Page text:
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# Cross-Tabulation Analysis; Making Comparisons; Controlled Comparisons June 2, 2008 - PowerPoint PPT Presentation

Cross-Tabulation Analysis; Making Comparisons; Controlled Comparisons June 2, 2008. Ivan Katchanovski , Ph.D. POL 242Y-Y. Cross-Tabulation. Cross-tabulation: A method of hypotheses testing Very common Very simple Bivariate analysis

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### Cross-Tabulation Analysis; Making Comparisons; Controlled Comparisons June 2, 2008

Ivan Katchanovski, Ph.D.

POL 242Y-Y

Cross-Tabulation Comparisons

• Cross-tabulation: A method of hypotheses testing

• Very common

• Very simple

• Bivariate analysis

• Appropriate for nominal, ordinal, and interval-ratio variables

• Bivariate table of percentages

• The dependent variable is in rows

• The independent variable is in columns

• Percentage totals are column totals

Example: Cross-tabulation Comparisons

• Research hypothesis: Canadians are more supportive of equality than Americans are

• The dependent variable: Preference for equality

• in rows

• The independent variable: Country

• in columns

Example: Cross-tabulation Comparisons

Table 1. Preference for freedom and equality in the US and Canada, percent

Source: 1996 Lipset/Meltz survey

Example: Cross-tabulation Comparisons

• Comparison:

• compare percentages across columns at the same value of the dependent variable

• Look for significant differences:

• A rule of thumb for survey data: 4% or more in expected direction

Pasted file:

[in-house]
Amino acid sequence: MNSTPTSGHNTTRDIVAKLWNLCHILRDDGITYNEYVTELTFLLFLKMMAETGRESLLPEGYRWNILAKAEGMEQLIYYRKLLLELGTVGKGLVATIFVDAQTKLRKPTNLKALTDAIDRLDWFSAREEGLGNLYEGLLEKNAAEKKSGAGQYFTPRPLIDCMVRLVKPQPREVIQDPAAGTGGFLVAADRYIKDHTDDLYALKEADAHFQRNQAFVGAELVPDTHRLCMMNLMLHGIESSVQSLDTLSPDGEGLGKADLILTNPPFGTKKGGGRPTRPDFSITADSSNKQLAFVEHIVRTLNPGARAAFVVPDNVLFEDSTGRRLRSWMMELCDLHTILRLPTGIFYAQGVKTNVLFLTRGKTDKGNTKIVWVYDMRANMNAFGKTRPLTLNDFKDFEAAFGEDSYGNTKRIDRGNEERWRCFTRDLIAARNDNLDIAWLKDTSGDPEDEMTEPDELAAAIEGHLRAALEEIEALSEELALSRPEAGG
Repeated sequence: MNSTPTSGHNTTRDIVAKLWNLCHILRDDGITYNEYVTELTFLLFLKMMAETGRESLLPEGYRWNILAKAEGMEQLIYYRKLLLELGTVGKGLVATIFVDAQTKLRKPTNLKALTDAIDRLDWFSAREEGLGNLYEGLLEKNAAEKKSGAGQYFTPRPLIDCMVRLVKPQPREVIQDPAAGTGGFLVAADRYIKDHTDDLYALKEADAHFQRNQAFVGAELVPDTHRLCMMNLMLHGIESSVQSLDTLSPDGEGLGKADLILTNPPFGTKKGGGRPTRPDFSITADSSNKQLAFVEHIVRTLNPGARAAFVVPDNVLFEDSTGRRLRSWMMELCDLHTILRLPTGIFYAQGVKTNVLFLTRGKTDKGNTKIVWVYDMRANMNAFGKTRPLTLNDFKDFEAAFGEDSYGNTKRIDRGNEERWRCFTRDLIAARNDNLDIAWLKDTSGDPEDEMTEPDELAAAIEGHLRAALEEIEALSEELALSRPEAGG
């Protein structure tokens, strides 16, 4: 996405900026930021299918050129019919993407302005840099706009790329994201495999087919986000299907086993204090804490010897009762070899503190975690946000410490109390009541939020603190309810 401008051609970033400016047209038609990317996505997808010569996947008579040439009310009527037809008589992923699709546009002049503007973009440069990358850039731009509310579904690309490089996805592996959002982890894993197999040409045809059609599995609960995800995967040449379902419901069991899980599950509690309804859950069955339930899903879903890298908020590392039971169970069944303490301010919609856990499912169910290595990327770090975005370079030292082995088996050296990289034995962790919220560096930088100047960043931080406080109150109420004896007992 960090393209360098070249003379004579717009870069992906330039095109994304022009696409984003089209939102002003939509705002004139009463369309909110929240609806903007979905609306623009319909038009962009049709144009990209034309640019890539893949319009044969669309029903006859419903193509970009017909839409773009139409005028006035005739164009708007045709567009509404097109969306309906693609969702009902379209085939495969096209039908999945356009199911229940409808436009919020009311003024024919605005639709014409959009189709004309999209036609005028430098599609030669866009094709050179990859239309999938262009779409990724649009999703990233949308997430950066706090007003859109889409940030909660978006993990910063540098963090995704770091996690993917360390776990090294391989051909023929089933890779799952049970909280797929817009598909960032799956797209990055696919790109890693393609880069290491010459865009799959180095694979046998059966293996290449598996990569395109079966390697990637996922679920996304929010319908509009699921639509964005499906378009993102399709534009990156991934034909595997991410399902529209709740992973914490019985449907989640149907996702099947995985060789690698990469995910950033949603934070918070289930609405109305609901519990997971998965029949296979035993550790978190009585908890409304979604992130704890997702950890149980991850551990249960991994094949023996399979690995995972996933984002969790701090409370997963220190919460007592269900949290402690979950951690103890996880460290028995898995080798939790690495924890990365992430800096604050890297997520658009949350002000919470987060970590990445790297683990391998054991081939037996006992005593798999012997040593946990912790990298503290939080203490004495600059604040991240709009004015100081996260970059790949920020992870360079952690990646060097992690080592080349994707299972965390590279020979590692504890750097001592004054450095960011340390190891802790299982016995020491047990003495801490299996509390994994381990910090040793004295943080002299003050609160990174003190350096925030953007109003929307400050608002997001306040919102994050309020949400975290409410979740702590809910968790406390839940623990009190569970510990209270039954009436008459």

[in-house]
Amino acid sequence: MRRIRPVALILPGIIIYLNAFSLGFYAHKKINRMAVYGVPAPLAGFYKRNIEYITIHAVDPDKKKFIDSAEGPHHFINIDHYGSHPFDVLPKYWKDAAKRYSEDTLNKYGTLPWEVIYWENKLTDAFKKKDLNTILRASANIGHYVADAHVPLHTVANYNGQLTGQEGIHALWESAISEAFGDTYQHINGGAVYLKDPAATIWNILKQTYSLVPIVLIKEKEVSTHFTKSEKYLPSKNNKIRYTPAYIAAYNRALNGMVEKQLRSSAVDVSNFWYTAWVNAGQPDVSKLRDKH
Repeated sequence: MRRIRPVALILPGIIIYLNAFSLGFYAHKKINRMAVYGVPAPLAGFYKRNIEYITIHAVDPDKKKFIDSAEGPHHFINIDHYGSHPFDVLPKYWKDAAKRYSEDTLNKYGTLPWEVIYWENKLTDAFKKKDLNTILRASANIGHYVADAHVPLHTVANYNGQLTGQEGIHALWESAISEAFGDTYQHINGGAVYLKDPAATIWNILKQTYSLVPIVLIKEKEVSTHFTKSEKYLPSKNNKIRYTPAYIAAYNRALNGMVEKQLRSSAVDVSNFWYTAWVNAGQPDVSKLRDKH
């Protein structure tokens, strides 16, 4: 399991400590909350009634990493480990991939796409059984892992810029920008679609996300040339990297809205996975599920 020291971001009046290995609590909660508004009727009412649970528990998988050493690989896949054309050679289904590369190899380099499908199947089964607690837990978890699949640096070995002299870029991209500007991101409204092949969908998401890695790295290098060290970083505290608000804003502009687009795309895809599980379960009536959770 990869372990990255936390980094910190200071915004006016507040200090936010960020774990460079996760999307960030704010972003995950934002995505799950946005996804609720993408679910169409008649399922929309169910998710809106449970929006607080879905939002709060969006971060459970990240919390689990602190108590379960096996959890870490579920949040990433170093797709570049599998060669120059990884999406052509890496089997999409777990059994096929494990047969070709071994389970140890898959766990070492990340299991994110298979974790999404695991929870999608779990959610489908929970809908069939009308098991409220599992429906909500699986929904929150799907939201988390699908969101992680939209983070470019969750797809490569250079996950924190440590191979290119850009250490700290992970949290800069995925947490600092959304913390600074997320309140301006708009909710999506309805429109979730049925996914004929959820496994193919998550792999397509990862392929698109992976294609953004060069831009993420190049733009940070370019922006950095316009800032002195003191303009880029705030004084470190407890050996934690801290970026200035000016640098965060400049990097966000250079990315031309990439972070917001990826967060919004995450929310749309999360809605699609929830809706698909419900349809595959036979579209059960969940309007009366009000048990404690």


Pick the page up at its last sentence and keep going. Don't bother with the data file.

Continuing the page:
• Example from Table 1:

• 44% of Canadians, compared to 33% of Americans, prefer equality over freedom

• Interpretation of results:

• The cross-tabulation analysis supports the research hypothesis.

Graphical Illustration Comparisons

Figure 1. Preference for freedom and equality in the US and Canada, percent

Source: 1996 Lipset/Meltz survey

Controlled Comparisons Comparisons

• Analysis of the relationship between and independent variable and a dependent variable controlling for another variable

• Types of relationships

• Additive: Control variable adds to explanation of an dependent variable by an independent variable

• Spurious: Relationship between an independent variable and a dependent variable disappears when a control variable is introduced

• Interactive: Relationship between an independent variable and a dependent variable depends on the value of control variable

Example: Additive Relationship Comparisons

Table 2. Preference for freedom and equality in the US and Canada controlling for gender, % (fictional data)

Additive Relationship: Line Graph Comparisons

Figure 2. Preference for equality in the US and Canada controlling for gender, % (fictional data)

Example: Spurious Relationship Comparisons

Table 3. Preference for freedom and equality in the US and Canada controlling for religiosity, % (fictional data)

Spurious Relationship: Line Grap Comparisons h

Figure 3. Preference for equality in the US and Canada controlling for religiosity, % (fictional data)

Example: Interactive Relationship Comparisons

Table 4. Preference for freedom and equality in the US and Canada controlling for race, % (fictional data)

Interactive Relationship: Line Graph Comparisons

Figure 4. Preference for equality in the US and Canada controlling for race, % (fictional data)

Exercise Comparisons

Political party preference, 2006 Canadian Election Study Survey, %